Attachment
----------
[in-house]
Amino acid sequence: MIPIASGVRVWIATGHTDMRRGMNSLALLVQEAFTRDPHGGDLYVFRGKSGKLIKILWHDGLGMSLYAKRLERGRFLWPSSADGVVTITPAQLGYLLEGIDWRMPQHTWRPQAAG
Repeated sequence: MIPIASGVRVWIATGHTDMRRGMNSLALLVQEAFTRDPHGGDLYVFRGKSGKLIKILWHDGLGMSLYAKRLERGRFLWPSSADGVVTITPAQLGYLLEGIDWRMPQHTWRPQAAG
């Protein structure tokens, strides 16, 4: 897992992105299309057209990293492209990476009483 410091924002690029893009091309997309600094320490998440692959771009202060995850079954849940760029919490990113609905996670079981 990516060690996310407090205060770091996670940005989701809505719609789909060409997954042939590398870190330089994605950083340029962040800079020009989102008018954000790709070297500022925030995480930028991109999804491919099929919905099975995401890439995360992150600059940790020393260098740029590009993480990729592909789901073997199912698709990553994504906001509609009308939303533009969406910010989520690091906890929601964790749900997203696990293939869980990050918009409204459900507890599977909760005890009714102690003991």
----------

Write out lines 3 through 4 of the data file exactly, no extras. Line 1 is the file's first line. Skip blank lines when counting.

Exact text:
Repeated sequence: MIPIASGVRVWIATGHTDMRRGMNSLALLVQEAFTRDPHGGDLYVFRGKSGKLIKILWHDGLGMSLYAKRLERGRFLWPSSADGVVTITPAQLGYLLEGIDWRMPQHTWRPQAAG
């Protein structure tokens, strides 16, 4: 897992992105299309057209990293492209990476009483 410091924002690029893009091309997309600094320490998440692959771009202060995850079954849940760029919490990113609905996670079981 990516060690996310407090205060770091996670940005989701809505719609789909060409997954042939590398870190330089994605950083340029962040800079020009989102008018954000790709070297500022925030995480930028991109999804491919099929919905099975995401890439995360992150600059940790020393260098740029590009993480990729592909789901073997199912698709990553994504906001509609009308939303533009969406910010989520690091906890929601964790749900997203696990293939869980990050918009409204459900507890599977909760005890009714102690003991």